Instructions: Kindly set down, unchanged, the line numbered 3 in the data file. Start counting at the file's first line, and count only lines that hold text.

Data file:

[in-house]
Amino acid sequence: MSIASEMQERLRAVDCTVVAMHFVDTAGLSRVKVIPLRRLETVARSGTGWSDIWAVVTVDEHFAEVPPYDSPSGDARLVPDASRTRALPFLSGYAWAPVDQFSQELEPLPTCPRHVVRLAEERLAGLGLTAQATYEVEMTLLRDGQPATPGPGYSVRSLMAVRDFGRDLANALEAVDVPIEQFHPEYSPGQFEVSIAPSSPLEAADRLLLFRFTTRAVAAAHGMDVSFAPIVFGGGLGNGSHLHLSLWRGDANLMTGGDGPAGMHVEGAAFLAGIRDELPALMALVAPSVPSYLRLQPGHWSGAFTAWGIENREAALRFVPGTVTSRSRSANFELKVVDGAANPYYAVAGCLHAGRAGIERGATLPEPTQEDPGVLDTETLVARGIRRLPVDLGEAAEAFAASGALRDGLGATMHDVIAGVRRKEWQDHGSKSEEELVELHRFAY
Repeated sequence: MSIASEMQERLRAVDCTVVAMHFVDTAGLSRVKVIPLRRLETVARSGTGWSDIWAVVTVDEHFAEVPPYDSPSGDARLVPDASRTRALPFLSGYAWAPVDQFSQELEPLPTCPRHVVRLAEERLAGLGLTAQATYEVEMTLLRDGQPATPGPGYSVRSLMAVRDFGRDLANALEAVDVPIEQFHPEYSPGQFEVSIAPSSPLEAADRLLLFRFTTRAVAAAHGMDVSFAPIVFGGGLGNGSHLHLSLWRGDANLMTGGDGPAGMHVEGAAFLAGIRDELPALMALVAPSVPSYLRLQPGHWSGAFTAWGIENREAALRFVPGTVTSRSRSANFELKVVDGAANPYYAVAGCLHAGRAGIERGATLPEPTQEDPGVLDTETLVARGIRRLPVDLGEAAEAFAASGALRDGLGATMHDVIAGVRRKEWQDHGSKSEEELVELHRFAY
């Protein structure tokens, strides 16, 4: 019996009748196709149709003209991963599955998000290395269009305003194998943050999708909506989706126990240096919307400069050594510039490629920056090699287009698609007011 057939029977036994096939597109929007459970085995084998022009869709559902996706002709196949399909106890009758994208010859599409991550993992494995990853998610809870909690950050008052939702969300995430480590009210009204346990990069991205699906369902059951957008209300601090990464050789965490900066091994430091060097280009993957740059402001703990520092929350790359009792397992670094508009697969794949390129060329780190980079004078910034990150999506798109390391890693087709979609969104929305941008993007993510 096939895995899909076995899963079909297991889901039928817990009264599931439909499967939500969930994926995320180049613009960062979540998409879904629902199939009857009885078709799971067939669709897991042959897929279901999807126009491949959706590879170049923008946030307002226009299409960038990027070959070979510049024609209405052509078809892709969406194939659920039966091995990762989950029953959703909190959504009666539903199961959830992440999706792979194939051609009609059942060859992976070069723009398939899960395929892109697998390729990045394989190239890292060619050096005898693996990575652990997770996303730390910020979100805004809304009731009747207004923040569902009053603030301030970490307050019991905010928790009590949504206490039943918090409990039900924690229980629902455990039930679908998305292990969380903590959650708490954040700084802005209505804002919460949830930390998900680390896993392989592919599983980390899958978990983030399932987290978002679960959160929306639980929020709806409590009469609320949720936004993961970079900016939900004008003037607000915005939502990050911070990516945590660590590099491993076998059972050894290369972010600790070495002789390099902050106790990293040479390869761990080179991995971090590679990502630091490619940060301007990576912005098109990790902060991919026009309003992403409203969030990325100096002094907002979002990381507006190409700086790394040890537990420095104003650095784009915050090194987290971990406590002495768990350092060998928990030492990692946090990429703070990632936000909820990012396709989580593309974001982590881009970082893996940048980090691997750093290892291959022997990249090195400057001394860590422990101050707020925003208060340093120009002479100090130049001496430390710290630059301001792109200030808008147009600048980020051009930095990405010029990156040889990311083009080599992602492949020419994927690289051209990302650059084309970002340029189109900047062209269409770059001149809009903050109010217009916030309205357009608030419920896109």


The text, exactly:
Repeated sequence: MSIASEMQERLRAVDCTVVAMHFVDTAGLSRVKVIPLRRLETVARSGTGWSDIWAVVTVDEHFAEVPPYDSPSGDARLVPDASRTRALPFLSGYAWAPVDQFSQELEPLPTCPRHVVRLAEERLAGLGLTAQATYEVEMTLLRDGQPATPGPGYSVRSLMAVRDFGRDLANALEAVDVPIEQFHPEYSPGQFEVSIAPSSPLEAADRLLLFRFTTRAVAAAHGMDVSFAPIVFGGGLGNGSHLHLSLWRGDANLMTGGDGPAGMHVEGAAFLAGIRDELPALMALVAPSVPSYLRLQPGHWSGAFTAWGIENREAALRFVPGTVTSRSRSANFELKVVDGAANPYYAVAGCLHAGRAGIERGATLPEPTQEDPGVLDTETLVARGIRRLPVDLGEAAEAFAASGALRDGLGATMHDVIAGVRRKEWQDHGSKSEEELVELHRFAY